Concord Communications Inc. next week will launch a re-architected version of its eHealth performance reporting software that promises seamless reporting across large, geographically dispersed networks.
The latest release of eHealth, which the company is targeting large network service providers and large enterprises with global networks, was redesigned to provide distributed analysis and scale well beyond the bounds of the current version.
"It can run a report to determine the busiest frame circuit across 440,000 [network] elements in the time it used to take to run [the same] report on 20,000 elements," claimed Brian Burba, vice president of telco and service provider marketing at Concord, in Marlboro, Mass.
The new release also provides performance improvements thanks to the use of an underlying Oracle Corp. database. The existing version of eHealth uses the Ingres database.
The new distributed capability in eHealth allows performance reports to be generated on geographically dispersed network elements so that a customer can view reports that encompass the whole service, rather than the service delivered by individual network operations centers run by the service provider.
"When the [service providers] customer buys the service, they dont care that its all around the world – that is why they signed up with a service provider. When they get a service level report, they want a seamless view across all the resources – not just the regions," said Burba.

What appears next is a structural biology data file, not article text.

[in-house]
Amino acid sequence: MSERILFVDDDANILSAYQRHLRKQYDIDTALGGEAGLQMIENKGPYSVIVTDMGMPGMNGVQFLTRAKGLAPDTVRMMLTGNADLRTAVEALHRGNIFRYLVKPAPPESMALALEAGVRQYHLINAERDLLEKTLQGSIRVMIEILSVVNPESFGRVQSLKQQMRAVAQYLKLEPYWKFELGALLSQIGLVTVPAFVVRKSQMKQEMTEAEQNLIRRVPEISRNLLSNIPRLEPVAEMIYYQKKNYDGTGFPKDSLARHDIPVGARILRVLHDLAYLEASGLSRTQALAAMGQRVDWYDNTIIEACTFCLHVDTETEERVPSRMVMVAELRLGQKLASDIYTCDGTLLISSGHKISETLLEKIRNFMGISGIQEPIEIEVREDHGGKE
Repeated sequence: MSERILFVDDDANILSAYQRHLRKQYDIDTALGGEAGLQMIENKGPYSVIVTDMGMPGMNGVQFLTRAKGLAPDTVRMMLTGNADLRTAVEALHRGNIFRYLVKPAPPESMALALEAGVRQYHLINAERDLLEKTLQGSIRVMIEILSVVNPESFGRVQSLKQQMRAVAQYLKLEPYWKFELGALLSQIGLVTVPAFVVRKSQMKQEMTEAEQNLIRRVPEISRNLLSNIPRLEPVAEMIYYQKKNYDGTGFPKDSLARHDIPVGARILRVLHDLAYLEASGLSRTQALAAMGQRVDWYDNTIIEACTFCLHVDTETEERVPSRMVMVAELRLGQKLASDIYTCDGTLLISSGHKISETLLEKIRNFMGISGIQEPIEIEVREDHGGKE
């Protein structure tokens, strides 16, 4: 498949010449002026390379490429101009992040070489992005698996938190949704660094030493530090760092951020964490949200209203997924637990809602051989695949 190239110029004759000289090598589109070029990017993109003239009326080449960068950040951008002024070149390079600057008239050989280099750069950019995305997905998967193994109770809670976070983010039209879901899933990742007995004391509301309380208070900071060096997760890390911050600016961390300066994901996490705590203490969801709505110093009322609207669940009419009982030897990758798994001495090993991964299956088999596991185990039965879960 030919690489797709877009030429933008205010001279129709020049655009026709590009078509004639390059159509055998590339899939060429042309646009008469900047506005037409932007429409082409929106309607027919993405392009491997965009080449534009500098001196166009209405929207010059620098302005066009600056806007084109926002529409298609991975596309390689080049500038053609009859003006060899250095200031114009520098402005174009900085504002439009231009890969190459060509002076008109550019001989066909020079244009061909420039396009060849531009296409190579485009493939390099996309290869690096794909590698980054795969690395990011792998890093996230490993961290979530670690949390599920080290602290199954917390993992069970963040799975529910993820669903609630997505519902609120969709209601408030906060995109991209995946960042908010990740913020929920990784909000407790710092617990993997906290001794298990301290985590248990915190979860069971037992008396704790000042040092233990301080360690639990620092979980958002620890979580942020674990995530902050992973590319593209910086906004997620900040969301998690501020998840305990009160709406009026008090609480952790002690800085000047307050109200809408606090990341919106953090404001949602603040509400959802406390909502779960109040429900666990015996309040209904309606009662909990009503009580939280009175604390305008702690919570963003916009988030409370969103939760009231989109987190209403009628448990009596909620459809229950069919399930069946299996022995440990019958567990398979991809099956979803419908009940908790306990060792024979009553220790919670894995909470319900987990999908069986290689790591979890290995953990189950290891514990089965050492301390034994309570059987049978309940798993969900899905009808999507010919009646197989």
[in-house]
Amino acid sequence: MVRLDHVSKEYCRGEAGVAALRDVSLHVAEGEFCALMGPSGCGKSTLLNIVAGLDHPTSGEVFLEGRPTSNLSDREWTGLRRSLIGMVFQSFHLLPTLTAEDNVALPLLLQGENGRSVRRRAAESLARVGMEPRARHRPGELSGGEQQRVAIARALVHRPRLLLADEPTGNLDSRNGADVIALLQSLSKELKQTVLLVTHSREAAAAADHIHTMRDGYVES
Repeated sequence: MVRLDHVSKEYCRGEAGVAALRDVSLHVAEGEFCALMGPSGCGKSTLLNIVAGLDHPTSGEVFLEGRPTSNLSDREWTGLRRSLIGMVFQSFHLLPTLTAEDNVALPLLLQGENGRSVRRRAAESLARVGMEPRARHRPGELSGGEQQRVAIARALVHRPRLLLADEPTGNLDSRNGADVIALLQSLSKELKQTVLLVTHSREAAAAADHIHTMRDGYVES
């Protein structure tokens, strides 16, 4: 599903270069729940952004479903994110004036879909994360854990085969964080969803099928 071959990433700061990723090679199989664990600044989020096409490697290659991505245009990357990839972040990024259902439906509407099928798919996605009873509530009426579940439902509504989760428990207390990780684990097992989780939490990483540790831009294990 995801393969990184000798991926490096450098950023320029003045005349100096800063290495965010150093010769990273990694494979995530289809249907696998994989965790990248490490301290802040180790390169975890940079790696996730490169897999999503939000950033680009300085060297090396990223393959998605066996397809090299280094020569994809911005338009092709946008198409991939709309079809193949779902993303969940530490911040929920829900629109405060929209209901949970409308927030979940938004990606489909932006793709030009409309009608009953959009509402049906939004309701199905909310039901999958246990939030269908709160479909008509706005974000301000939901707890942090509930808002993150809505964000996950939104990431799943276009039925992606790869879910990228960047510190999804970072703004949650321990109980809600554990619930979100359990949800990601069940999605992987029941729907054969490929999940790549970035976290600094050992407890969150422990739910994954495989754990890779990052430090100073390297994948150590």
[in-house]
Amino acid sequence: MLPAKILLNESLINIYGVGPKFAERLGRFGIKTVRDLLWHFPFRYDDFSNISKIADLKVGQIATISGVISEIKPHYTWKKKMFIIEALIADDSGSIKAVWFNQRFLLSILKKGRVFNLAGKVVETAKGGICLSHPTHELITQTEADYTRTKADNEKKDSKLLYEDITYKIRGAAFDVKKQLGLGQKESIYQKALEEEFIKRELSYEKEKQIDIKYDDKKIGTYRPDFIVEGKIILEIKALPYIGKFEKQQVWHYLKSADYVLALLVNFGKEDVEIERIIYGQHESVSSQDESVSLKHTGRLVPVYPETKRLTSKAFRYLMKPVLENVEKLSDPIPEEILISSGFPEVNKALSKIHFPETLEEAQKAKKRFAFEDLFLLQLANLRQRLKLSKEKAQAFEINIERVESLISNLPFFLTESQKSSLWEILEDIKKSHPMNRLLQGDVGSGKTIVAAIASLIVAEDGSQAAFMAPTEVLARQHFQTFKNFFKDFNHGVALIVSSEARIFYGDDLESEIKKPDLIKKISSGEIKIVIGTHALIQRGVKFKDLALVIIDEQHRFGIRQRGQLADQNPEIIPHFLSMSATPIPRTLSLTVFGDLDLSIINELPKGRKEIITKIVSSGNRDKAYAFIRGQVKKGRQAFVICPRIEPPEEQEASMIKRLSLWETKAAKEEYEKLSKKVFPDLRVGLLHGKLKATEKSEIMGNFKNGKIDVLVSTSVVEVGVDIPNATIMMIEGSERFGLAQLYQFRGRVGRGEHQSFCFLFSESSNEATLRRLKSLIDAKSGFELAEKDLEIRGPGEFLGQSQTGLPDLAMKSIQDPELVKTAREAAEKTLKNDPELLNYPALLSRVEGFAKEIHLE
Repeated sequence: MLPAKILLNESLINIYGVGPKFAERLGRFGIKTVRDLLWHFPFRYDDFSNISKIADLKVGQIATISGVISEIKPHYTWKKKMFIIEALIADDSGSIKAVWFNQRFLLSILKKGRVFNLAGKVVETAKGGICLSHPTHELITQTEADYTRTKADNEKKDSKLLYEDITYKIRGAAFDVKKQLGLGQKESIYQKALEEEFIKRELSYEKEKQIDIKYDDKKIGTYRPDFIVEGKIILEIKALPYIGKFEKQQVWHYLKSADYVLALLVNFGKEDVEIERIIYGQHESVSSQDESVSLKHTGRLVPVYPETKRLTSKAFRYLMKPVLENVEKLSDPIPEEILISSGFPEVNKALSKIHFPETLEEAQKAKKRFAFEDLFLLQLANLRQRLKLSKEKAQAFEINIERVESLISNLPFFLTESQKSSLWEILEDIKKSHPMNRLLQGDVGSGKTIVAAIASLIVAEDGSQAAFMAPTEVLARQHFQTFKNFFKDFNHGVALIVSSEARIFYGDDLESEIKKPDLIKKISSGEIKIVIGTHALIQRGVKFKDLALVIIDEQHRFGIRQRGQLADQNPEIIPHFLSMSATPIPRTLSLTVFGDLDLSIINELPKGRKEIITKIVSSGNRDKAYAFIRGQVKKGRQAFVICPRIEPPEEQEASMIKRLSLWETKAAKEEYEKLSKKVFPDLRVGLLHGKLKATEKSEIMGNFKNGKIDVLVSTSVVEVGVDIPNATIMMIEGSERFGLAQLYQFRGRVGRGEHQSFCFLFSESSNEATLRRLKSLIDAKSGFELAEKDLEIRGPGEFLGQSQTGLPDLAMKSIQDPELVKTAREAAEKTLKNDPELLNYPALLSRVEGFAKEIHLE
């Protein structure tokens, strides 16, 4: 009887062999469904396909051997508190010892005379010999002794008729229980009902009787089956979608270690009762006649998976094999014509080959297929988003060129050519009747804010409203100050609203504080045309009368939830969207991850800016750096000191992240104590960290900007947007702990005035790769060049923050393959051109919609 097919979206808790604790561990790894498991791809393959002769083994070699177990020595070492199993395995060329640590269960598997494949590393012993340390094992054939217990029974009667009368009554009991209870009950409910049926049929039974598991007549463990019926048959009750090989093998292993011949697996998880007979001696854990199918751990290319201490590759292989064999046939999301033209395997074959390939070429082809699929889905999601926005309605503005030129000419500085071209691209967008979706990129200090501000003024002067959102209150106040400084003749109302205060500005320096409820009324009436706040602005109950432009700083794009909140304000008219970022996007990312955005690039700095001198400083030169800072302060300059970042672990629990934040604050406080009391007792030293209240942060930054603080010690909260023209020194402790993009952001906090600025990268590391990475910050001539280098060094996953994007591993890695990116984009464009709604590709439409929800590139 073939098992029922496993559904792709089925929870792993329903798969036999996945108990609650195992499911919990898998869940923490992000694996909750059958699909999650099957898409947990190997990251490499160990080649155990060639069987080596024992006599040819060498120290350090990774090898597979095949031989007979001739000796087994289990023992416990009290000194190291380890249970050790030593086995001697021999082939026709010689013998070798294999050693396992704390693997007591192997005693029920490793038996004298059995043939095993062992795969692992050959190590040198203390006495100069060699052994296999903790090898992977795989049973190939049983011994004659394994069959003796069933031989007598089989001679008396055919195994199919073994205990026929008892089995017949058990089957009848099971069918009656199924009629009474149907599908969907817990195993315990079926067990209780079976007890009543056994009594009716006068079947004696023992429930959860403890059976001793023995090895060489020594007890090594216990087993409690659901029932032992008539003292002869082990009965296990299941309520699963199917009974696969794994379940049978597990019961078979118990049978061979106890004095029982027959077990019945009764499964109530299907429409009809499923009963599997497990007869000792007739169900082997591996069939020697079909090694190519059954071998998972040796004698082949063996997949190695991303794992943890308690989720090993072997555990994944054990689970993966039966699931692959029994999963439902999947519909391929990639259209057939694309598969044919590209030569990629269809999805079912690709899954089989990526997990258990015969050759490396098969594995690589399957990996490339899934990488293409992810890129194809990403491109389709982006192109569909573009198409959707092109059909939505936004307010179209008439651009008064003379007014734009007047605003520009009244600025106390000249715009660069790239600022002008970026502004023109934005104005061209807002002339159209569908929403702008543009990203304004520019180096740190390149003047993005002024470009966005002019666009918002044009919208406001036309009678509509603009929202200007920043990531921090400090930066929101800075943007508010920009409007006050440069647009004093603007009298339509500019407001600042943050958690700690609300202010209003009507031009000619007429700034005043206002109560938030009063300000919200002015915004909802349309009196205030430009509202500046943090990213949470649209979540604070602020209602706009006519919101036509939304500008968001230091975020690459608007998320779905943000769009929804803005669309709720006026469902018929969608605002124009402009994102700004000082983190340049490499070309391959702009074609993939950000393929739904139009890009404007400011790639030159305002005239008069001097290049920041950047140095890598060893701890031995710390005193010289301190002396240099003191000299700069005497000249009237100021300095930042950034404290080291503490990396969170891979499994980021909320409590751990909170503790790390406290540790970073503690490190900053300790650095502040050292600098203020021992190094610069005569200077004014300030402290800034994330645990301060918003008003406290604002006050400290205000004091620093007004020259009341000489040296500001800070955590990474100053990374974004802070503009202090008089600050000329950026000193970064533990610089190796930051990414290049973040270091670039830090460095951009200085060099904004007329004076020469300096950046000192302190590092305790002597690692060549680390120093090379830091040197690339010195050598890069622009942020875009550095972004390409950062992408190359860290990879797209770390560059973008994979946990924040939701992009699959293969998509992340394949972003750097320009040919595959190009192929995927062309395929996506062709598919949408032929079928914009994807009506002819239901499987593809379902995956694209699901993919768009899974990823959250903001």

Today about 15 to 20 percent of Concord users run multiple eHealth servers that provide reporting on the domains the servers manage. The new architecture will allow multiple servers to poll the resources in their domain, and then the data from each can be aggregated into a single eHealth server for the combined view. For large reports that span hundreds of thousands of elements, the analysis task can be split up among multiple servers to shorten the amount of time it takes to run the reports.
That capability is unique compared to competitors such as Hewlett-Packard Co.s Trinagy, Infovista and others, according to Burba. "Its fairly expensive to build. It requires a lot of replicating configurations of the different systems," he said. "You have to keep them in sync in communicating with each other, then you have to develop the process of splitting jobs up then merging them together and making sure the content looks seamless to the customer."
The distributed version of eHealth is capable of managing up to 1 million network elements, Concord believes. It is due out early next month and pricing starts at $10,000.